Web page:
Identifying and analyzing emerging trends in campaigns and elections.

The First Iowa Poll

In Polling, Senate on February 4, 2013 at 3:19 pm
Rep. Tom Latham | Rep. Steve King

Rep. Tom Latham                                  Rep. Steve King

Harper Polling surveyed the field in Iowa, and found that early suppositions pertaining to next year’s open Senate race may already be proving true. Many believe, that on the Republican side, Rep. Steve King (R-IA-4) has an advantage for the nomination but Rep. Tom Latham (R-IA-3) is a better general election candidate. The Harper numbers show such a conclusion.

According to their Jan. 29 poll of 523 registered Iowa voters, Democratic Rep. Bruce Braley (D-IA-1) leads King 39-33 percent, but trails Latham 33-36 percent. In the statewide Republican primary, though understanding that the sample size is a very low 200 registered Republicans, King has a 46-29 percent advantage over Latham if the two were to face each other in a stand-alone battle.

Adding two other potential Republican candidates, former gubernatorial contender Bob Vander Plaats and state senator and former congressional candidate Brad Zaun, King also places first. He would lead this field 35-22-20-3 percent over Latham, Vander Plaats, and Zaun, in consecutive order.

In terms of personal popularity, Rep. King scores a dead even 35:35 percent favorable to unfavorable pertaining to the respondents’ perceptions of him. Rep. Latham’s index was 37:24 percent; Braley’s 32:24 percent. Retiring Sen. Tom Harkin (D), as a point of reference, registered 48:40 percent positive to negative before this particular sampling universe.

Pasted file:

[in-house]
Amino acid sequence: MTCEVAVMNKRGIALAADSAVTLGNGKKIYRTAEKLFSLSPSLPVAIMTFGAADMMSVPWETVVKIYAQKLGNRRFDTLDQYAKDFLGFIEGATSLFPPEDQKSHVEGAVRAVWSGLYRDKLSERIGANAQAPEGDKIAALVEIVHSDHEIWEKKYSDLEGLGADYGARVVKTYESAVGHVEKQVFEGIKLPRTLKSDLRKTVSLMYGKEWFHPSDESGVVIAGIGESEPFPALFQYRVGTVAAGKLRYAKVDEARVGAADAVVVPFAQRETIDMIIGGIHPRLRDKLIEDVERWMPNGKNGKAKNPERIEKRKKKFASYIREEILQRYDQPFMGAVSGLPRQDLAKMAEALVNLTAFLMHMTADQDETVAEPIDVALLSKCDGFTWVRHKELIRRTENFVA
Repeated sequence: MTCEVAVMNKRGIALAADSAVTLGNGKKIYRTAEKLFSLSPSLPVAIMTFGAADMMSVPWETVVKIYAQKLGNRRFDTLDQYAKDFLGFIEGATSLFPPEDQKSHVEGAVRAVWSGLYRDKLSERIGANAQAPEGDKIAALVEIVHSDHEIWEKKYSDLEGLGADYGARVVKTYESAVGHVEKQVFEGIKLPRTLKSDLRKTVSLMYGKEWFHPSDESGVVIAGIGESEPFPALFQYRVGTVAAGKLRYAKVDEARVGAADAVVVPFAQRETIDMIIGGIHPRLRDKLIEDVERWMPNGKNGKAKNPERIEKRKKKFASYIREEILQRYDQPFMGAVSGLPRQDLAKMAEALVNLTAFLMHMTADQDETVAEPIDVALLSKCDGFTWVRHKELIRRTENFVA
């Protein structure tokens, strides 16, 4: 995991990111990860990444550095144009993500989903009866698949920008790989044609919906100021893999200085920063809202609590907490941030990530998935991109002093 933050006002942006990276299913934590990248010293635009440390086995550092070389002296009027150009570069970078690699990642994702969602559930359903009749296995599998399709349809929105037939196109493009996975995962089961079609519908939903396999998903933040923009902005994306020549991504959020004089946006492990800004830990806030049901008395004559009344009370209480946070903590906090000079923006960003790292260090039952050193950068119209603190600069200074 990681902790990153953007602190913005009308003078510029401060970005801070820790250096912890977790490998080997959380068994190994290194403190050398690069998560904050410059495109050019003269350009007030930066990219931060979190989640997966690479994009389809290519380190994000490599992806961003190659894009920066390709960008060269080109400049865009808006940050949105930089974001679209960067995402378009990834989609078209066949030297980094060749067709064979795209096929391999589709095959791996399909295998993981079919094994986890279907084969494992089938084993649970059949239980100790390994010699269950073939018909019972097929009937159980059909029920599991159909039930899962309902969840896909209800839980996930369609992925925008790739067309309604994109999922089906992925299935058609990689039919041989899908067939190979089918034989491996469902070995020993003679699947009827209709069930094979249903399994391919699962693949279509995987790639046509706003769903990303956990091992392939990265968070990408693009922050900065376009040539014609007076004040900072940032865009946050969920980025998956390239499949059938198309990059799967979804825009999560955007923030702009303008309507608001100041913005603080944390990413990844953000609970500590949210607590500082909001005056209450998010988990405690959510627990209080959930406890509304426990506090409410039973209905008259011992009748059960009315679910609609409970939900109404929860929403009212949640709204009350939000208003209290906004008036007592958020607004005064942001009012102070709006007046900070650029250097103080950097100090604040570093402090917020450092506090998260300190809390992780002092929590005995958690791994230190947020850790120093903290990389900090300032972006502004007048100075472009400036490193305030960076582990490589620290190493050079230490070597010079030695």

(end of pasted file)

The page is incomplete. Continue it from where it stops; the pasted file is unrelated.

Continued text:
It is important to note, in addition to the Harper study having a low polling sample, that the universe also has a slight Republican skew. In Iowa at-large, 29.2 percent of the registered voters are affiliated with the Democratic Party, versus 29.0 percent who align themselves with the Republicans. In this sample, however, 38.2 percent self-identified as Republican and 35.0 percent claimed to be members of the Democratic Party.

This is obviously the first of what will be a plethora of polls conducted in the Hawkeye State throughout the 21 months of the 2014 election cycle. At this early point in the campaign, none of the aforementioned potential candidates have made any public statement expressing a firm desire to run for the Senate, but it is presumed that most, if not all, will eventually declare for the seat.

Former Rep. Debbie Halvorson (D-IL-11) may look strong in early polling, but her fundraising is telling a different story. The just-released Federal Election Commission financial disclosure reports for the year-end 2012 period show that the former congresswoman has banked only $25,900 from the period beginning Oct. 1, 2012. Her cash-on-hand, however, is a bit stronger at $44,467.

Halvorson’s totals stack up poorly against her major Democratic opponents, who are all battling for the right to succeed resigned Rep. Jesse Jackson Jr. in Illinois’ 2nd Congressional District. The special Democratic primary is scheduled for Feb. 26, with the subsequent general election tabbed for April 9.

In just a one-month period, beginning Dec. 1, the leading fundraiser in the race, former Cook County CEO Robin Kelly raised $200,008. State Sen. Toi Hutchinson, who opened her campaign committee on Nov. 27, obtained $135,992. And a third contender, Chicago Alderman Anthony Beale, also out-performed Halvorson on the money raising circuit, gathering $44,900. The trio also show almost all of their raised funds remaining in their campaign accounts.

If Halvorson expects to pull the upset later this month, she will have to make a considerably stronger effort to obtain necessary campaign resources. Making things even more difficult for her, as previously reported here, New York Mayor Michael Bloomberg’s Independence USA PAC, which promotes the gun control issue, has launched a negative television air attack against Halvorson. Their ads publicize her strong National Rifle Association rating, attempting to create a negative image of her with inner city Chicago voters.

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